A combination of record redemptions, poor performance and surges in market volatility produced a large decline global hedge fund capital in the final quarter of 2018.
According to the latest HFR ‘Global Hedge Fund Industry Report’, investors redeemed an estimated $22.5 billion during the period and this was the largest quarterly outflow since the last quarter of 2016 and equivalent to 0.7% of industry capital.
The largest outflows were concentrated in a number of firms which closed their funds – more than 20 firms saw net asset outflows of more than $500 million in the quarter.
In terms of strategies, the majority outflows were in equity hedge strategies ($16.8 billion) while event-driven strategies actually saw inflows of $6.4 billion.
Equity hedge funds also suffered from the poorest performance. The HFRI Equity Hedge (Total) Index fell by 8.3% in the quarter while the HFRI Equity Hedge Index (Asset Weighted) fell by 5.9%, bringing 2018 performance to a decline of 6.9% and 5.9% for the respective indices.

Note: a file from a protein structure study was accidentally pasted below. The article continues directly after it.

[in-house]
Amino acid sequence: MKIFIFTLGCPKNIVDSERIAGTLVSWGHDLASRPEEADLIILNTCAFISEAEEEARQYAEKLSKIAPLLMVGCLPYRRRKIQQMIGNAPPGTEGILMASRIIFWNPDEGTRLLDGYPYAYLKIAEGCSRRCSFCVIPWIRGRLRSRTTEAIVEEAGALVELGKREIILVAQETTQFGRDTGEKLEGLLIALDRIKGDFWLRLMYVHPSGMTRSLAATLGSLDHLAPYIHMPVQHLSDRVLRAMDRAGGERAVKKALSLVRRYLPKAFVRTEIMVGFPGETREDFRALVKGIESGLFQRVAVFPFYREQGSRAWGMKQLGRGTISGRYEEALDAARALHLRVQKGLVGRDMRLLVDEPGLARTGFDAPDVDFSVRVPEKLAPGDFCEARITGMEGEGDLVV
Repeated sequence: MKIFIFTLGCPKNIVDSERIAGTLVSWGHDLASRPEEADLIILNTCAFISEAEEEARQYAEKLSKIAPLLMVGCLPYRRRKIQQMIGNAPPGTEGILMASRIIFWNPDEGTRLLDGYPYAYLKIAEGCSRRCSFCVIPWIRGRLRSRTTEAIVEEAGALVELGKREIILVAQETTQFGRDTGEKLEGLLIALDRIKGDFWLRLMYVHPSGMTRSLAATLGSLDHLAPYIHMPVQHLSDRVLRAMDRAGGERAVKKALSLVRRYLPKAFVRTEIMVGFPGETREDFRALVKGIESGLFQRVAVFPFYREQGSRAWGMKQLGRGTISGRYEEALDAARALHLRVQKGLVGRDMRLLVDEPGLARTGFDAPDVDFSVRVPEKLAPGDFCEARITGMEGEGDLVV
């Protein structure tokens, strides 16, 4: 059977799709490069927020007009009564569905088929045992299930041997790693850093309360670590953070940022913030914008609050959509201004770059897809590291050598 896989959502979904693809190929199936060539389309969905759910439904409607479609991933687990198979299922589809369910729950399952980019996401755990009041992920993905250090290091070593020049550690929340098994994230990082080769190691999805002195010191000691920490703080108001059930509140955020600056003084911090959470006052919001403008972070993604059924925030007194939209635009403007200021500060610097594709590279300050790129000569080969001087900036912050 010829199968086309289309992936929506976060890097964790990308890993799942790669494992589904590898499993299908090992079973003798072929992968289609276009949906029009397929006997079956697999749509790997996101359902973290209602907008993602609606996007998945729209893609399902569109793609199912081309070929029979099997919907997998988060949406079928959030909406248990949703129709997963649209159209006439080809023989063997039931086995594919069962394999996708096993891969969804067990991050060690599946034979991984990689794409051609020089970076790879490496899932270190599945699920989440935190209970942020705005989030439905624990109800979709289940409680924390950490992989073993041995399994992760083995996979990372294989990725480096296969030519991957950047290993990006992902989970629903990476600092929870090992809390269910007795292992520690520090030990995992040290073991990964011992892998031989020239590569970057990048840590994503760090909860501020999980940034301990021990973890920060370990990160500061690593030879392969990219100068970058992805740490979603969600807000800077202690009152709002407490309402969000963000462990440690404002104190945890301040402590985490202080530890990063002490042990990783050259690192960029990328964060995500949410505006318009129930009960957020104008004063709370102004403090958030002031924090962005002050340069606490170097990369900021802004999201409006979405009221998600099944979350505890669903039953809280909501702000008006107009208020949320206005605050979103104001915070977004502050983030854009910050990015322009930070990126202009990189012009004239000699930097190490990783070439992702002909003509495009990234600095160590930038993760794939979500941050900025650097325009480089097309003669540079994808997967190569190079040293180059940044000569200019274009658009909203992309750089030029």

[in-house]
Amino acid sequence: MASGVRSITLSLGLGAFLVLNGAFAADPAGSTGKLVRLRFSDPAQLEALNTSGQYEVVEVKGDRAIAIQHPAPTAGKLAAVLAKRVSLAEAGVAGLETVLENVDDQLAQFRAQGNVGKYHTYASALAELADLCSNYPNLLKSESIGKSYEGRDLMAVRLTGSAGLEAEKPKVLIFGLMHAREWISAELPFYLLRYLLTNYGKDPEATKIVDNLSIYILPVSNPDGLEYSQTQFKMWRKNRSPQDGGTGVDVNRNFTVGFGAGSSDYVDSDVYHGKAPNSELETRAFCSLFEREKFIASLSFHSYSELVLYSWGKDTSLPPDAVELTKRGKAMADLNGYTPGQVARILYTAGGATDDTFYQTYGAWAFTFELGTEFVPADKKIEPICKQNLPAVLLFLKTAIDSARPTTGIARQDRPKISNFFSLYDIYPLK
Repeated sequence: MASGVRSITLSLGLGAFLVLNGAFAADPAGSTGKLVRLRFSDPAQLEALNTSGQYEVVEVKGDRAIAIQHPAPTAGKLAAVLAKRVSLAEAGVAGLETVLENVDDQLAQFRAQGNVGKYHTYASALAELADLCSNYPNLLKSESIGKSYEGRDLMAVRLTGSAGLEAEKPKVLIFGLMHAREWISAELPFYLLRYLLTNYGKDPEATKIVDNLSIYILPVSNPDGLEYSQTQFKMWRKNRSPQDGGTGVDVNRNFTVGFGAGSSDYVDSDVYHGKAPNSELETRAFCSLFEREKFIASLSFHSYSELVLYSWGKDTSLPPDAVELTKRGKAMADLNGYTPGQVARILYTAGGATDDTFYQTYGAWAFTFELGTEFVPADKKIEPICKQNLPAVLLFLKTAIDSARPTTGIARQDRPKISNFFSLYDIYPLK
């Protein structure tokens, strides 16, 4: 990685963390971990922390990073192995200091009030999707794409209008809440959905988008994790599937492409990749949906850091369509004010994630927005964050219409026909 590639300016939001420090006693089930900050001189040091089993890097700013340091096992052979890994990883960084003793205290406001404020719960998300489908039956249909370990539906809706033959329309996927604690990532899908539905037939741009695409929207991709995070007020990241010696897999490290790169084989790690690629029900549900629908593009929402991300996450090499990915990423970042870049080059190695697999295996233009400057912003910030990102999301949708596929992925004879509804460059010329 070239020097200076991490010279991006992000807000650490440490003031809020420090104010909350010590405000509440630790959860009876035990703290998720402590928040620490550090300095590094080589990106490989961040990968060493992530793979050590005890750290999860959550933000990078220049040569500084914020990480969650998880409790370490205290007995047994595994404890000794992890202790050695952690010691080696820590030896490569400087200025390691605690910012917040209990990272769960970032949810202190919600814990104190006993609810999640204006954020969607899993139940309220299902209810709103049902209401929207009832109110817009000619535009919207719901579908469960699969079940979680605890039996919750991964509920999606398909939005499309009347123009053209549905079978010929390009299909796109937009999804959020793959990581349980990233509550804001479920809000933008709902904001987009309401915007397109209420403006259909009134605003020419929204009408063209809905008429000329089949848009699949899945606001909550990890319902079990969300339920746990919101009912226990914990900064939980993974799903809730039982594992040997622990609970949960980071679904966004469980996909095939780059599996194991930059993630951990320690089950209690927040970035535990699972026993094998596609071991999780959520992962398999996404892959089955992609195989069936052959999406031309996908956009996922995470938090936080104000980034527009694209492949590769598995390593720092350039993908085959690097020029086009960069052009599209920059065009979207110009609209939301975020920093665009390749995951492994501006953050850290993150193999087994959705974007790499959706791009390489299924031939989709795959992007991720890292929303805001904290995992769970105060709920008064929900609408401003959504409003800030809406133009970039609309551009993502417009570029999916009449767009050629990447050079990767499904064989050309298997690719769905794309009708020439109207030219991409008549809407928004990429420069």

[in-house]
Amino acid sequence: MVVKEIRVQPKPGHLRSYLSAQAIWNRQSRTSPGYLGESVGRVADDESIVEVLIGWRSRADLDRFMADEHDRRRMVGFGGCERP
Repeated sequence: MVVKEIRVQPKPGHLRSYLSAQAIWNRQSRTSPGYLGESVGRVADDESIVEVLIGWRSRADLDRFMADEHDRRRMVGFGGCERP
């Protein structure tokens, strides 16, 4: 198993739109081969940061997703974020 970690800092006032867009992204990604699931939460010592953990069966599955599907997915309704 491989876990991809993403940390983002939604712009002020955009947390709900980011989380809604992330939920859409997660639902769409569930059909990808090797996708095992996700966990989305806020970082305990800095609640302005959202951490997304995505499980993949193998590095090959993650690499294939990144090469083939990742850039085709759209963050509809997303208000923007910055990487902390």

Kenneth J. Heinz, president of HFR, said the biggest contributor to the increase in hedge fund outflows was investor reaction to steep losses in traditional asset classes and sharp spikes in equity market volatility.
However, Heinz also noted that the outflows were mainly orderly, manager-initiated returns of investor capital, representing “a stark contrast from the panic-driven redemptions” during the 2008 financial crisis.
Furthermore, stated Heinz, some positive trends including in macro, commodity-trading advisors and the relative outperformance of larger funds, offered investors some positive news.
“While the overall investor flows and performance trends were negative, it is likely that discriminating institutional investors which experienced or observed areas of strong performance through the most difficult equity and commodity trading environment in a decade will factor these positive dynamics into portfolio allocations for 2019,” said Heinz.
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